Commentators across the political spectrum speculate on the future of the European Union, the Visegrád cooperation process, and other consequences of the Friday EU summit. They all agree that Hungary will have to make a tough choice if the EU is transformed into a two-speed union.
In an interview after the EU summit on Friday, PM Orbán said that despite all the difficulties it encounters, Europe is still the best place on Earth. PM Orbán explained that ‘European culture, civilization and economy’ have made great progress since the end of the Second World War. In order to preserve this progress, the sovereignty of its member states cannot be curtailed, he added. He described the idea of a multi-speed Europe as unacceptable. Concerning recent debates over migration (see BudaPost March 10), the Hungarian Prime Minister explained that putting asylum seekers into custody does not amount to detention, as they can at any time return to Serbia. He said that Hungary’s decision to keep them in custody is intended to make sure that they do not reach other EU member states before their application is processed. All this, PM Orbán claims, is fully in-line with the requests Germany and Austria have made. In an aside, he repeated his earlier statement that Hungary does not want to take in immigrants but wants to maintain its cultural and ethnic composition (see BudaPost March 3).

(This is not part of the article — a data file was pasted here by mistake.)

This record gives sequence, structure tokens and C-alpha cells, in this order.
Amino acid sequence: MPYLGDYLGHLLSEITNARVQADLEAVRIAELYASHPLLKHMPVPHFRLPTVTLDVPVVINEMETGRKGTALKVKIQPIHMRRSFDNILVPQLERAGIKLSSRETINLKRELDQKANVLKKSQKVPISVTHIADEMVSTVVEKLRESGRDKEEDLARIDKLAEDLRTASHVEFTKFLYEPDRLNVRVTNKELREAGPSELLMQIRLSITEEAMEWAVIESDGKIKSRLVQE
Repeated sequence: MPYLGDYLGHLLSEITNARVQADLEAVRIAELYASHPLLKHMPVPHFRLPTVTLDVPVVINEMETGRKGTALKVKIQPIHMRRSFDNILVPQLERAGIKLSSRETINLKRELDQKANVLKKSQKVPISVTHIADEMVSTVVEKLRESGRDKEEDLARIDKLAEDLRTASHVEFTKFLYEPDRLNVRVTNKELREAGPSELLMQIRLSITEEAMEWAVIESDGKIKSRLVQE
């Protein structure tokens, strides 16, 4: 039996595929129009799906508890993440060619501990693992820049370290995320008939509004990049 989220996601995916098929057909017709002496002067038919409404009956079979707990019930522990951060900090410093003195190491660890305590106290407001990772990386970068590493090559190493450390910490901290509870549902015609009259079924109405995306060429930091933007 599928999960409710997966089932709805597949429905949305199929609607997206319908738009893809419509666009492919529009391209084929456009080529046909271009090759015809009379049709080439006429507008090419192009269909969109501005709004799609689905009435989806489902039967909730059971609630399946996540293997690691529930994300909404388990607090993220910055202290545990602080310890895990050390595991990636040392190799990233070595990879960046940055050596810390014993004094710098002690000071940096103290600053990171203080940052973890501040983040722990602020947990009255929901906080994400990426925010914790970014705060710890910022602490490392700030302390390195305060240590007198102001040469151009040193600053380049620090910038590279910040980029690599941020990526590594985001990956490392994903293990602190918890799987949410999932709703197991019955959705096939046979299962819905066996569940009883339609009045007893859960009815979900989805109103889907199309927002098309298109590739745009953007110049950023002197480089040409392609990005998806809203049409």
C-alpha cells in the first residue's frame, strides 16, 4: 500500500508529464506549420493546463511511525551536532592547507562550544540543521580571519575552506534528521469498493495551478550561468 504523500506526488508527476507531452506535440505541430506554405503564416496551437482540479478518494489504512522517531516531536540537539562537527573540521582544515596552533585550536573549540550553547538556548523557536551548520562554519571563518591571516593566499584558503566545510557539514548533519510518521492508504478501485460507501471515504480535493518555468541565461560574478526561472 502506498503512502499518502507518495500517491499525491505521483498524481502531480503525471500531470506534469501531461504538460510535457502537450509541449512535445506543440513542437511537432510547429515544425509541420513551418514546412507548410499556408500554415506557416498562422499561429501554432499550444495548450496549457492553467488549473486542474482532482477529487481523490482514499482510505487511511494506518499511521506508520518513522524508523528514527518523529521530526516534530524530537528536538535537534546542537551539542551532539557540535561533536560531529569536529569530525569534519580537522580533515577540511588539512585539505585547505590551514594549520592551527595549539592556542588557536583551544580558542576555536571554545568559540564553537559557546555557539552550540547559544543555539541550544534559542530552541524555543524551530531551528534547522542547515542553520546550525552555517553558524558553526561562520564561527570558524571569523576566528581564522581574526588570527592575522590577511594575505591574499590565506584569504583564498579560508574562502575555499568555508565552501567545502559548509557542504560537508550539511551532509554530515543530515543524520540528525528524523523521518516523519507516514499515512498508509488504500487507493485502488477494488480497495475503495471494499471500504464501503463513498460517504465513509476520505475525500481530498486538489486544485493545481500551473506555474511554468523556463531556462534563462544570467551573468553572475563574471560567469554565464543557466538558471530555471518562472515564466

Magyar Nemzet’s Gábor Stier defends the Prime Minister’s decision to support Donald Tusk despite the fact that PM Orbán promised Jaroslaw Kaczynski, leader of Poland’s governing party that he would not do so. The conservative columnist thinks that voting against Tusk would have entailed no benefits for Hungary or PM Orbán. The Hungarian Prime Minister is often highly critical of Brussels, but he is still a pragmatic politician who stops before hitting the wall, Stier comments. As for the alliance of the Visegrad countries, Stier suspects that their divergent interest may make close cooperation unfeasible in the long run.
Népszava’s Róbert Friss thinks that the EU will inevitably be transformed into a two-speed union. The left-liberal commentator thinks that only tighter cooperation between member states can make the EU successful again, rather than a looser coalition of sovereign nation states as advocated by PM Orbán. If Poland opts to join the core EU states along with Slovakia and the Czech Republic, the Hungarian Prime Minister will be in a tough situation and risk marginalizing Hungary by resisting further integration, Friss speculates.
In Magyar Idők, Tamara Judi suggests that the more powerful EU member states want to determine the future of the EU, and smaller countries have little opportunity to influence such decisions. Bearing in mind the current crisis of the EU, it is not easy at all to decide if Hungary would be better off by becoming a member of the core EU, the pro-government columnist notes. Tamara likens the EU to an ‘elite club’, and hints that the decision whether Hungary becomes part of the first-tier countries in the two-speed EU may depend on Western EU member states rather than Hungary herself.